3. Design Matters: While good process can be inspired from anywhere, it should be designed by those closest to the work. Imposed mandates from above while often well intended, are rarely as effective as organic initiatives created by team members who most frequently interact with said process. Don’t fall into the trap of allowing consultants to “install”  a “best practice” process. Rather, allow your team to create a next practices solution. By choosing the latter over the former you’ll save considerable time, money and frustration.
  4. Simplicity Matters: If your process isn’t simple, it’s going to be very expensive, not very usable, and probably not sustainable – put simply, it will fail. Whether evaluating new processes, or determining which ones to reengineer or discard, make simplicity a key consideration. Remember this – usability drives adoptability, and simplicity is the main determinant of usability.
  5. Don’t Think Product – Think Outcome: I know this will offend some, but process is not a new software program or application. While toolsets can enhance process or can become a by-product of process, they do not in and of themselves constitute process. Don’t get caught in the trap of perpetual spending or development as a solution. Recognize if you’re caught in this trap it’s a symptom of bad process not a reflection of good process.
  6. No Band-Aids: Good process is not reactionary. A series of bubble gum and bailing wire solutions put in place in haste as a knee-jerk reaction to the latest problem is not good process design. Process by default will never provide the benefits of good process engineering by design. Think long-term, and if you must, bridge with a phased solution, but be planful in approach.
  7. No Panacea: While good process will help optimize any business, it will not make up for shortcomings in other disciplines or functional areas. Process is not the main driver in business, but merely a critical support system built for enablement, delivery, accountability and measurement.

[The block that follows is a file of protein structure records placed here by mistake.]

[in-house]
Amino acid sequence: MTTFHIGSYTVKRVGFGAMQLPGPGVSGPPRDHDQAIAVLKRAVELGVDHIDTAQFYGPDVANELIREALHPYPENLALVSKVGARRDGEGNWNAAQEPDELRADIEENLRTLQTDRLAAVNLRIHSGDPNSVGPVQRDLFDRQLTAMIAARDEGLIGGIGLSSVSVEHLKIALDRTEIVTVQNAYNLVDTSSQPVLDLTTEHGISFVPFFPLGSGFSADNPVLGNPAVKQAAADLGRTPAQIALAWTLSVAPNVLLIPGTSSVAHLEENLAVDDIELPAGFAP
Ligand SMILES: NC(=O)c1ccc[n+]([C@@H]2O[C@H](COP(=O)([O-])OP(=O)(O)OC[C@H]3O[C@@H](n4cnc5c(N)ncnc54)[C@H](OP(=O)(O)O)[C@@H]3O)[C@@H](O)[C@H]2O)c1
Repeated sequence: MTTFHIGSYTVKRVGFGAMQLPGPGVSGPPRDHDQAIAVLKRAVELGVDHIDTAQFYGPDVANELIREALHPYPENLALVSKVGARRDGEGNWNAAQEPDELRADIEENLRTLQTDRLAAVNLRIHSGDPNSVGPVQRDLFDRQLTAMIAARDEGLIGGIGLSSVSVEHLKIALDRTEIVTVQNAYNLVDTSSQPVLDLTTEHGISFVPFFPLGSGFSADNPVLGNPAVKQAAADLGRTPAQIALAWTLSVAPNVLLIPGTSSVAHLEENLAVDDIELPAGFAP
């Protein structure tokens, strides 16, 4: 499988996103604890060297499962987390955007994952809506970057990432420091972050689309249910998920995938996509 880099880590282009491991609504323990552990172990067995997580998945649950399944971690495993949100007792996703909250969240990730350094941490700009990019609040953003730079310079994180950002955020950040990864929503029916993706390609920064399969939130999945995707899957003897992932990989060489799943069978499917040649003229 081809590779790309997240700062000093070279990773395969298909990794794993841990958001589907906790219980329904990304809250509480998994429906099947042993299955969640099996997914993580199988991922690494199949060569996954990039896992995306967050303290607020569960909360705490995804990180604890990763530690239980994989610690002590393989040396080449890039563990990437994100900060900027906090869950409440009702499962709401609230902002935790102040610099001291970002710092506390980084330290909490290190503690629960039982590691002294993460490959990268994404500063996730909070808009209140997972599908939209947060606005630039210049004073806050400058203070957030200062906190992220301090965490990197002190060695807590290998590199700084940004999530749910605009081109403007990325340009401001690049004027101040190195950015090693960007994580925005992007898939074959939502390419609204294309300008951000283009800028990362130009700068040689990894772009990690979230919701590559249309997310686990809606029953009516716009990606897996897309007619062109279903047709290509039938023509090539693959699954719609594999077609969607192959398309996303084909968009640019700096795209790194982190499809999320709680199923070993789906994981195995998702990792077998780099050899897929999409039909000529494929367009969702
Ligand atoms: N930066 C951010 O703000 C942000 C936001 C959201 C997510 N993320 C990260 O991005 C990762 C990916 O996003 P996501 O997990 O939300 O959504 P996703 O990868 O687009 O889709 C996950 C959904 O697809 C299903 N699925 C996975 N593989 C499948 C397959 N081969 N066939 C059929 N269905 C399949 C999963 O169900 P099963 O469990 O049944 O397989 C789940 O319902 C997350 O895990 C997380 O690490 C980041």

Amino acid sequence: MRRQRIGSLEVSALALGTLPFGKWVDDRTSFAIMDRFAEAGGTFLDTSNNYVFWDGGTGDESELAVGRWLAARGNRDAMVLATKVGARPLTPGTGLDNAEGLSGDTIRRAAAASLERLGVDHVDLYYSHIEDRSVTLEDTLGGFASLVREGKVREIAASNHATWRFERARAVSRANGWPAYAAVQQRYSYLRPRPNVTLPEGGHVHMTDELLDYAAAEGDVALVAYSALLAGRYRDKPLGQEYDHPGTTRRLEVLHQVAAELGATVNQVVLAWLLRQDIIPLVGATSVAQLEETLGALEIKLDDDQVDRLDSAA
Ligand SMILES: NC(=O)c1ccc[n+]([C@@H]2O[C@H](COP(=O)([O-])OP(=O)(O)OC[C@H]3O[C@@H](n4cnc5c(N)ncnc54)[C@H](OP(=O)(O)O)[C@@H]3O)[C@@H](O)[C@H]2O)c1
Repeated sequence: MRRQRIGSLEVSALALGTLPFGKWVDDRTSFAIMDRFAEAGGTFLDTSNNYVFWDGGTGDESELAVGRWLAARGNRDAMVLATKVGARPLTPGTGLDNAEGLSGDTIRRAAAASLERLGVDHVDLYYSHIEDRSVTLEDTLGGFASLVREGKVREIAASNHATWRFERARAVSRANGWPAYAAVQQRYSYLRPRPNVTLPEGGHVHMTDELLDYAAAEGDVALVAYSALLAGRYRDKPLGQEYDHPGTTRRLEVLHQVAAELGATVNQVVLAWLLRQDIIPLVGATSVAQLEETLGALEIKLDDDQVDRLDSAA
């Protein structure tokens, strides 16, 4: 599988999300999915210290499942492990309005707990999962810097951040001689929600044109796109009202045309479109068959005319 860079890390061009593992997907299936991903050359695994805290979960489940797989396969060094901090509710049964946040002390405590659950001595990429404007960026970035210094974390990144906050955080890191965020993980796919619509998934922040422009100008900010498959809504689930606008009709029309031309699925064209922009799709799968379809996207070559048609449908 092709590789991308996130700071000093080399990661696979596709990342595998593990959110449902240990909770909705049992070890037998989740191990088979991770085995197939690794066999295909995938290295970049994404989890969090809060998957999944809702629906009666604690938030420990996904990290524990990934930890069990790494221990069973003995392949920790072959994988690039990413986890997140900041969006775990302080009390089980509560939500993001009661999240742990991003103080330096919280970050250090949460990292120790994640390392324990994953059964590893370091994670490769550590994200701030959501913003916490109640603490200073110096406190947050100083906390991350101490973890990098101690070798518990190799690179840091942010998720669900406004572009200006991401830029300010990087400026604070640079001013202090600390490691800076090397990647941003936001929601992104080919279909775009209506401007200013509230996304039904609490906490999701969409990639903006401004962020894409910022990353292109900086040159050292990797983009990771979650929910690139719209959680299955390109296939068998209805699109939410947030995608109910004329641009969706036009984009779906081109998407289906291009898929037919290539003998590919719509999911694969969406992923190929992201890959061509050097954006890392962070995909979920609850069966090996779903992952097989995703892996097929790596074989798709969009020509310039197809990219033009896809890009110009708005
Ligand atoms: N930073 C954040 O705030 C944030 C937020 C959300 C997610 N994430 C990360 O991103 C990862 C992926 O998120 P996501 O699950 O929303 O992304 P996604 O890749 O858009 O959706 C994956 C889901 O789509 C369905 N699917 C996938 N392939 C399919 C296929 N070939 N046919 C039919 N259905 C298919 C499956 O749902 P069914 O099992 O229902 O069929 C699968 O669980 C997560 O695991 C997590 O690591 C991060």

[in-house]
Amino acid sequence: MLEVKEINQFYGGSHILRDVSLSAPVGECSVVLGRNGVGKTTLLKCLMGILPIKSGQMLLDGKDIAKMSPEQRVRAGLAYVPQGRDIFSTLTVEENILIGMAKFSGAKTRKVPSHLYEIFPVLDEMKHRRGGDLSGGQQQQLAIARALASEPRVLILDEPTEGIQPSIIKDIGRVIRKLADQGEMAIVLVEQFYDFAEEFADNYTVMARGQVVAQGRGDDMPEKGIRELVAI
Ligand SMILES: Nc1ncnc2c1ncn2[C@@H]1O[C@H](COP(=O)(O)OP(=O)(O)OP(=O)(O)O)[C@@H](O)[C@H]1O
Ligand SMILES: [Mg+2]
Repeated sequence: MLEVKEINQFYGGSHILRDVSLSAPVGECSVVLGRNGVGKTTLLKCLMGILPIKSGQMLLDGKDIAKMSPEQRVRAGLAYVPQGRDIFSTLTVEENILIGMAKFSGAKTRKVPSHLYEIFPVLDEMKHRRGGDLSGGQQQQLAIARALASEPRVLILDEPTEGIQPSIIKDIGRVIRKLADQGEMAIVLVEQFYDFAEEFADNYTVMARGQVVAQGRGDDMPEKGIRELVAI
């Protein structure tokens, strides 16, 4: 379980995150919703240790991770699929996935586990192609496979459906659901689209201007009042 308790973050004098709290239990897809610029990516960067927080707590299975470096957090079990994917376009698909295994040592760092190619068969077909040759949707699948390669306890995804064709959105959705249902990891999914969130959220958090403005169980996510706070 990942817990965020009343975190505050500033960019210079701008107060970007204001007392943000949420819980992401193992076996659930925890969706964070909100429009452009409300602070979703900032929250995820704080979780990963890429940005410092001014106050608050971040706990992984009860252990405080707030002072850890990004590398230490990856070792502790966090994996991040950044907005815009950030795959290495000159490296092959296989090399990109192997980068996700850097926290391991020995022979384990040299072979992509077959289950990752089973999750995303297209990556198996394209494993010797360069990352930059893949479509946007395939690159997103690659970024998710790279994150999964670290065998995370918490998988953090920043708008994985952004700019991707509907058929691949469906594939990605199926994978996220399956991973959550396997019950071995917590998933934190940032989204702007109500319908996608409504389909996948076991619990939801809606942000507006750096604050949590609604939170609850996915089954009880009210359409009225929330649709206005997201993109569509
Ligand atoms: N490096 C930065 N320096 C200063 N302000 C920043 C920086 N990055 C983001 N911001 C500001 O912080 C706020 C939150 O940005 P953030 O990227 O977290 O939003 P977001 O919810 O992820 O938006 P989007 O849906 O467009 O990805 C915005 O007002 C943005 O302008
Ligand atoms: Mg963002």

Good process comes as a by-product of clarity of purpose. It is the natural extension of values, vision, mission, strategy, goals, objectives and tactics. It is in fact working down through the aforementioned hierarchy that allows process to be engineered by design to support mission critical initiatives. Recognition of the fact that you don’t start with process design, but that process design should be used as a refining framework to enable better execution is critical to the development of good process. Process is the part of the value chain that holds everything together and brings and ordered, programmatic, yet flexible discipline to your business.

Good process results in a highly usable infrastructure being adopted across the enterprise because it is effective for staff, and provides visibility and accountability for management, all of which increase the certainty of execution. Good process across all areas of the enterprise will result in elimination of redundancy and inefficiency, better engagement and collaboration, shortening of cycle times, better knowledge management and business intelligence, increased customer satisfaction, and increased margins.